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(d) Performance Awards. The Committee is hereby authorized to grant Performance Awards to Eligible Persons subject to the terms of the Plan. A Performance Award granted under the Plan (i) may be denominated or payable in cash, Shares (including, without limitation, Restricted Stock and Restricted Stock Units), other securities, other Awards or other property and (ii) shall confer on the holder thereof the right to receive payments, in whole or in part, upon the achievement of such performance goals during such performance periods as the Committee shall establish. Subject to the terms of the Plan, the performance goals to be achieved during any performance period, the length of any performance period, the amount of any Performance Award granted, the amount of any payment or transfer to be made pursuant to any Performance Award and any other terms and conditions of any Performance Award shall be determined by the Committee. Performance Awards denominated in Shares (including, without limitation, Restricted Stock and Restricted Stock Units) that are granted to Eligible Persons who may be “covered employees” under Section 162(m) and that are intended to be “qualified performance based compensation” within the meaning of Section 162(m), to the extent required by Section 162(m), shall be conditioned solely on the achievement of one or more objective Performance Goals established by the Committee within the time prescribed by Section 162(m), and shall otherwise comply with the requirements of Section 162(m).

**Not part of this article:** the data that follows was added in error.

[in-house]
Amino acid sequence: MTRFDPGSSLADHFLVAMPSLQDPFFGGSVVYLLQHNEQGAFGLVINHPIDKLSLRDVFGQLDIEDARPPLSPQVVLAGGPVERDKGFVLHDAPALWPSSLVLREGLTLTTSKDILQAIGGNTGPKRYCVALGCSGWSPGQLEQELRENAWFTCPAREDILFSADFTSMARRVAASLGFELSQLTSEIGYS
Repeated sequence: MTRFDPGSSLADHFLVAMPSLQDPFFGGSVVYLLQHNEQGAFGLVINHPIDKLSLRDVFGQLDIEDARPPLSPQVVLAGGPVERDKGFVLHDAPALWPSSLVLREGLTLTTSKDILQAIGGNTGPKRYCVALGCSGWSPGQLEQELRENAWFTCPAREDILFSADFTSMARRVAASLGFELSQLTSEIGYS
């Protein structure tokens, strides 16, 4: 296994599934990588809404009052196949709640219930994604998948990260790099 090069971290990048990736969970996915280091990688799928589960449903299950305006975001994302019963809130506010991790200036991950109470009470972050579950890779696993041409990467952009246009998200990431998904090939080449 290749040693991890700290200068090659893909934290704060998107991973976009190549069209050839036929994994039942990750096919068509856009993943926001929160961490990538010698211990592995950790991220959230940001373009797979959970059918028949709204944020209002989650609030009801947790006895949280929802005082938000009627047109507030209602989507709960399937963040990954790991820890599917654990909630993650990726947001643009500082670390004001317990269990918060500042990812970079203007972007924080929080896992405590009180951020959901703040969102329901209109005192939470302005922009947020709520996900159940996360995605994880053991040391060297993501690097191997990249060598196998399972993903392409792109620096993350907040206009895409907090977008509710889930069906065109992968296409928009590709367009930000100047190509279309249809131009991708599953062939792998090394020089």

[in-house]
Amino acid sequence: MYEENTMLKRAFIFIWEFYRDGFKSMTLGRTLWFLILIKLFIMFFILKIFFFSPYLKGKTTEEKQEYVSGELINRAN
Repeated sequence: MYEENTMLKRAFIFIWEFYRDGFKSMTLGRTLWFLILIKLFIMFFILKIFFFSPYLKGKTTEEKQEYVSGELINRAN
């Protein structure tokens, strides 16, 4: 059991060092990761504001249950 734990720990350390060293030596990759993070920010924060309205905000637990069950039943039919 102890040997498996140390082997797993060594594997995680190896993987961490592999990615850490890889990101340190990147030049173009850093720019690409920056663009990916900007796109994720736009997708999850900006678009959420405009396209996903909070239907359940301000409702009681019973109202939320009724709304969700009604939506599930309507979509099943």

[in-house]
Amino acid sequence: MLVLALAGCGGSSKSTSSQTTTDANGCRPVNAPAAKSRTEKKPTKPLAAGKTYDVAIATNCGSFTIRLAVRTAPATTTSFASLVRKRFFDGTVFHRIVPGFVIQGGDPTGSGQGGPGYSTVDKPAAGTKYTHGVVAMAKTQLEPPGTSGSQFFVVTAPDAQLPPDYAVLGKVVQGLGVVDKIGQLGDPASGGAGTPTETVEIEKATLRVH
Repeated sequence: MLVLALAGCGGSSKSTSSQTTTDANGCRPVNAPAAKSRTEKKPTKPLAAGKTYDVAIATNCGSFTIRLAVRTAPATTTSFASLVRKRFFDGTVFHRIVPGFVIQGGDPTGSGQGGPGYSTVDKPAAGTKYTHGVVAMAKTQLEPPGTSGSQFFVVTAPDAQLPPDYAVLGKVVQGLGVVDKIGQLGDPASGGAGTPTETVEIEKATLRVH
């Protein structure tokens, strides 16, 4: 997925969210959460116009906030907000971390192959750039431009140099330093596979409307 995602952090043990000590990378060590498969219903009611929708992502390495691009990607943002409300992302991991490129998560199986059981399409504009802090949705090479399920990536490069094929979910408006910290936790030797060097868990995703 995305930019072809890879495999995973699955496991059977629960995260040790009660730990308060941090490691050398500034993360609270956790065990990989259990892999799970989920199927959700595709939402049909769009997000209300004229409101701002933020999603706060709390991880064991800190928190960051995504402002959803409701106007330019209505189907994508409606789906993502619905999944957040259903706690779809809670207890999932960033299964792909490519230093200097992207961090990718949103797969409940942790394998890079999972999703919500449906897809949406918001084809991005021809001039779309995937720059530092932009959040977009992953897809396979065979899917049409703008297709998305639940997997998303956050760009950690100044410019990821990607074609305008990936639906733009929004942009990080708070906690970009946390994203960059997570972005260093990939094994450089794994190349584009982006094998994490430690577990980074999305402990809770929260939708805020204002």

(e) Other Stock Grants. The Committee is hereby authorized, subject to the terms of the Plan, to grant to Eligible Persons Shares without restrictions thereon as are deemed by the Committee to be consistent with the purpose of the Plan.